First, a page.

American Chronicles: The Art of Norman Rockwell, an exhibition organized by the Norman Rockwell Museum in Stockbridge, Massachusetts will be on view in the Frist Center for the Visual Arts‘ Upper-Level Galleries from November 1, 2013 through February 9, 2014. During this holiday season, visitors will have the opportunity to examine the legendary American illustrator‘s working process and career through his oil paintings, iconic Saturday Evening Post covers, posters, photographs and correspondence.

Representing fifty-six years of the artist‘s career, the works in this exhibition span from folk heroes and frontiersmen to the turbulent events of the 1960s. A reporter at heart, Rockwell told visual stories with meticulous detail and went to great lengths to achieve precision in his studio. However, he is equally recognized for his trademark idealistic tint, affection and humor. ―Rockwell‘s paintings are infused with a sense of nostalgia,‖ says Frist Center Curator Trinita Kennedy. ―In truth, his work looked back to a simpler time that never was.‖

Signature works such as No Swimming (1921), Christmas Homecoming (1948) and Triple Self-Portrait (1959) will all be on display, yet even Rockwell aficionados will find something new among the original works of art and Saturday Evening Post covers in this exhibition. Photographs, correspondence and the artist‘s own newspaper clippings used for research provide a glimpse into Rockwell‘s creative process. Included in this exhibition is also a 14-minute film narrated by one of Rockwell‘s sons.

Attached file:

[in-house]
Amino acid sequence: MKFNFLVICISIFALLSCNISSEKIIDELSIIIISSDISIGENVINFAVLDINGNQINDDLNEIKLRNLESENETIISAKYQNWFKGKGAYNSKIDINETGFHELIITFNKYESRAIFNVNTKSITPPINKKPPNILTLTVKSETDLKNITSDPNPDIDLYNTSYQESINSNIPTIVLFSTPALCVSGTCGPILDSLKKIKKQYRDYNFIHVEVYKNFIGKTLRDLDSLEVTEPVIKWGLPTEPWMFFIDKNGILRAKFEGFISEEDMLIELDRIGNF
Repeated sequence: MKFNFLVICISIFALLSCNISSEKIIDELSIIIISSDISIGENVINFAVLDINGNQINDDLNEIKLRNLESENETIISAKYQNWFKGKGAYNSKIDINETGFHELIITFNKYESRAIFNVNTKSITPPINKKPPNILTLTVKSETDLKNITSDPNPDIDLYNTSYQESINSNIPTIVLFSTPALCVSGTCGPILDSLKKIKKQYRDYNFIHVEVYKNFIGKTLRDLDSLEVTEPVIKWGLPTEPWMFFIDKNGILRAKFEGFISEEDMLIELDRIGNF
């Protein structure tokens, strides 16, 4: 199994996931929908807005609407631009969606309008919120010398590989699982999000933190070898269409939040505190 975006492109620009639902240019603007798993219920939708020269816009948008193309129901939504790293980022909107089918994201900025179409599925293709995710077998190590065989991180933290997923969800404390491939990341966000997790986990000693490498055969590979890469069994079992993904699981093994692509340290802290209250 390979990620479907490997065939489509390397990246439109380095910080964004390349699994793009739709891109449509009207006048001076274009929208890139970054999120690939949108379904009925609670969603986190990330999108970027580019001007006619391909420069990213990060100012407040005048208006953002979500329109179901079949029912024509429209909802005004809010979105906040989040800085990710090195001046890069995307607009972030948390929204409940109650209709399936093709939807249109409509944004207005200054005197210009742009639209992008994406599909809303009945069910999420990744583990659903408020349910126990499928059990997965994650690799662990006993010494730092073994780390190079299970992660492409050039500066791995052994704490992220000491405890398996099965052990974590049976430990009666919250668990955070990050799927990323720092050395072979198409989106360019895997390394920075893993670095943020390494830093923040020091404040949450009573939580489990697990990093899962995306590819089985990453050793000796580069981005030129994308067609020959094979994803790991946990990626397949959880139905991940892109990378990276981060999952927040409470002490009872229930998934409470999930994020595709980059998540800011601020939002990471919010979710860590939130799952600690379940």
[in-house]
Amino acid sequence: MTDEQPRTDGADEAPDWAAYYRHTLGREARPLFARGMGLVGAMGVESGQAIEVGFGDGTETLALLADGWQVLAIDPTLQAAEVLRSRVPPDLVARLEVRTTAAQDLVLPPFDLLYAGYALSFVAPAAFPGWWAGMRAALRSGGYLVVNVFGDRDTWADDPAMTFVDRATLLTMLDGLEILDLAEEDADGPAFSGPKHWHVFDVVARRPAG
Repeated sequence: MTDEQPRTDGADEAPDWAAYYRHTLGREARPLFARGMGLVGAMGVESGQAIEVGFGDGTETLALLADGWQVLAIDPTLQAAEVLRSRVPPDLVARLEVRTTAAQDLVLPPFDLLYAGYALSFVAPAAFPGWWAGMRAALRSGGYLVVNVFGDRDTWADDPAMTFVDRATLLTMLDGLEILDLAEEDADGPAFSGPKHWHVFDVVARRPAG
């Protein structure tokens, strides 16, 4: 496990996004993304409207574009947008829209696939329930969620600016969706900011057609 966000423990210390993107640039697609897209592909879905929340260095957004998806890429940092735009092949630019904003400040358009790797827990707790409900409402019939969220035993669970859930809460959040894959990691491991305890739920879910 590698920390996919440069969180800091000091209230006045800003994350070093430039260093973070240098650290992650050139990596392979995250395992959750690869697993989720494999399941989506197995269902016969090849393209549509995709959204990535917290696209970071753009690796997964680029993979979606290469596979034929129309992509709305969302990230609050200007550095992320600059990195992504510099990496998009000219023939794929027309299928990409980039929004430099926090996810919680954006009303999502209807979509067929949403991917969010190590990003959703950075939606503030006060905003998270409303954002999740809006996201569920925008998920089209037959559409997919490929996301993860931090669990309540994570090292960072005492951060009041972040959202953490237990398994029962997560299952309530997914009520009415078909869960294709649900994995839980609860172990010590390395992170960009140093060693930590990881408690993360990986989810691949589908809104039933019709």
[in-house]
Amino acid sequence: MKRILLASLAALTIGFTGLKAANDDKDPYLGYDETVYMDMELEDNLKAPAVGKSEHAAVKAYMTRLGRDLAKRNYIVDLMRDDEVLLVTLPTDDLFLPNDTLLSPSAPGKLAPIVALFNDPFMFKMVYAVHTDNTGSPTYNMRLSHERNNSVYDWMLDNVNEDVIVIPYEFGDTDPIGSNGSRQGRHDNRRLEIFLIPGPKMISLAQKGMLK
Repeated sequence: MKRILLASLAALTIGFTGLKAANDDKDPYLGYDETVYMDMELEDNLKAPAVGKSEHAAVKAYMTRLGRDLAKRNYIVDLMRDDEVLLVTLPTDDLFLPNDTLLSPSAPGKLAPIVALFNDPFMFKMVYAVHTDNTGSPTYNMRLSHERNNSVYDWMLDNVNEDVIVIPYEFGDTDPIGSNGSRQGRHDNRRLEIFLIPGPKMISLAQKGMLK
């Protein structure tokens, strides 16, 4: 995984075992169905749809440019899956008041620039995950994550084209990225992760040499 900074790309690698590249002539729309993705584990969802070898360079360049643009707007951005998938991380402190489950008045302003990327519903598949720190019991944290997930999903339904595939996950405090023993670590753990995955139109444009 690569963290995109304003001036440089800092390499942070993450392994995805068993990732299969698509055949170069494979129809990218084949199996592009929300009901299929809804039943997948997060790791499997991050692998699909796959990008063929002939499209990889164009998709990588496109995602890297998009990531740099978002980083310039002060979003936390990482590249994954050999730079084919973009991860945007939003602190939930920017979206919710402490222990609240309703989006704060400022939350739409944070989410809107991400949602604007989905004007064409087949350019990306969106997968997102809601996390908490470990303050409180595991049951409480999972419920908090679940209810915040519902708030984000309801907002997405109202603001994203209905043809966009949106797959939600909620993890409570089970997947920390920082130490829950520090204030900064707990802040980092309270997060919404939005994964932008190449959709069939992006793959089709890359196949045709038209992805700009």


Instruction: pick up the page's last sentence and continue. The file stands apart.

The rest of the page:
Commenting on the popularity and broad appeal of Rockwell‘s body of work, Ms. Kennedy says, ―Although Rockwell was from New York City, he focused on small town life. For baby boomers, he was there chronicling all of the important events such as JFK‘s presidential campaign and the civil rights movement, along with summer vacation and the holidays. He shaped a generation‘s perception of itself.‖
As periodicals and books were the primary source of information and entertainment in the first half of the 20th century, Rockwell assumed a crucial role in creating and reflecting public opinion. The Saturday Evening Post was one of the first publications to reach a million subscribers and continued to hold significant influence into the 1960s. Considering the trajectory of illustration as a medium of communication, Rockwell‘s career arc was perfectly timed.